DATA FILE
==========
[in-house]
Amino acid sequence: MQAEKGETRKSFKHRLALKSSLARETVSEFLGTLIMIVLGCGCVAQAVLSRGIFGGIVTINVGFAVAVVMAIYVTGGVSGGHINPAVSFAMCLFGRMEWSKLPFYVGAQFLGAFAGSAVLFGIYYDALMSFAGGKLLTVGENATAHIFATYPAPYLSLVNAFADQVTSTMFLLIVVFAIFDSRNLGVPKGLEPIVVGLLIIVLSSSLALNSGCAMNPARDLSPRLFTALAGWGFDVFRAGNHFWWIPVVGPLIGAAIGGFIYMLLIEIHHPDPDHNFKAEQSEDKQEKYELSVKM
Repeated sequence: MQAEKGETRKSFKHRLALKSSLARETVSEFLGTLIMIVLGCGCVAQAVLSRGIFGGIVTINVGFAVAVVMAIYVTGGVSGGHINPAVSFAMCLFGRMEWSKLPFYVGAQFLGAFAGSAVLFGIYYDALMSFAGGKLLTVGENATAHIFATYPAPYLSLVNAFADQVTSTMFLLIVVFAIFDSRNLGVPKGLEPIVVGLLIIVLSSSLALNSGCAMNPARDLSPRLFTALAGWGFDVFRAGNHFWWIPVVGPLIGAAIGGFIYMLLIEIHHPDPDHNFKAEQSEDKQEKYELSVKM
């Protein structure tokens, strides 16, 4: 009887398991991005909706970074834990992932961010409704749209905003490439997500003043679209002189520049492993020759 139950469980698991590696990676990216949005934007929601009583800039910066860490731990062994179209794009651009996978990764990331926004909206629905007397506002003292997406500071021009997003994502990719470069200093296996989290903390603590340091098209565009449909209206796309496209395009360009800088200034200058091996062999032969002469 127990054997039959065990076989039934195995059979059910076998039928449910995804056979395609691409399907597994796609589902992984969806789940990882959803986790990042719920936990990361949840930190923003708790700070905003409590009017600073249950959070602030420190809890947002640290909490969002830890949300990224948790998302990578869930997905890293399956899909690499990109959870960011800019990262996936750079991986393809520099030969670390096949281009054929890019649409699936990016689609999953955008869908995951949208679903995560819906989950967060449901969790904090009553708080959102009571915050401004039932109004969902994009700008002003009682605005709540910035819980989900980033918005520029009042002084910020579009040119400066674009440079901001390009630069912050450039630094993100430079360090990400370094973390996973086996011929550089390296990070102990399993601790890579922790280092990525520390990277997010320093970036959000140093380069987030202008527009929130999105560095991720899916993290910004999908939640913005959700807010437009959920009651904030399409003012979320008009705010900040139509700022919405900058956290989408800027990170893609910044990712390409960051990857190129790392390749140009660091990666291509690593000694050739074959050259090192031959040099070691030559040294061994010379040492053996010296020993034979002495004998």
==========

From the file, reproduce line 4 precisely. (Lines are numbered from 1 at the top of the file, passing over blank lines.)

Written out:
């Protein structure tokens, strides 16, 4: 009887398991991005909706970074834990992932961010409704749209905003490439997500003043679209002189520049492993020759 139950469980698991590696990676990216949005934007929601009583800039910066860490731990062994179209794009651009996978990764990331926004909206629905007397506002003292997406500071021009997003994502990719470069200093296996989290903390603590340091098209565009449909209206796309496209395009360009800088200034200058091996062999032969002469 127990054997039959065990076989039934195995059979059910076998039928449910995804056979395609691409399907597994796609589902992984969806789940990882959803986790990042719920936990990361949840930190923003708790700070905003409590009017600073249950959070602030420190809890947002640290909490969002830890949300990224948790998302990578869930997905890293399956899909690499990109959870960011800019990262996936750079991986393809520099030969670390096949281009054929890019649409699936990016689609999953955008869908995951949208679903995560819906989950967060449901969790904090009553708080959102009571915050401004039932109004969902994009700008002003009682605005709540910035819980989900980033918005520029009042002084910020579009040119400066674009440079901001390009630069912050450039630094993100430079360090990400370094973390996973086996011929550089390296990070102990399993601790890579922790280092990525520390990277997010320093970036959000140093380069987030202008527009929130999105560095991720899916993290910004999908939640913005959700807010437009959920009651904030399409003012979320008009705010900040139509700022919405900058956290989408800027990170893609910044990712390409960051990857190129790392390749140009660091990666291509690593000694050739074959050259090192031959040099070691030559040294061994010379040492053996010296020993034979002495004998």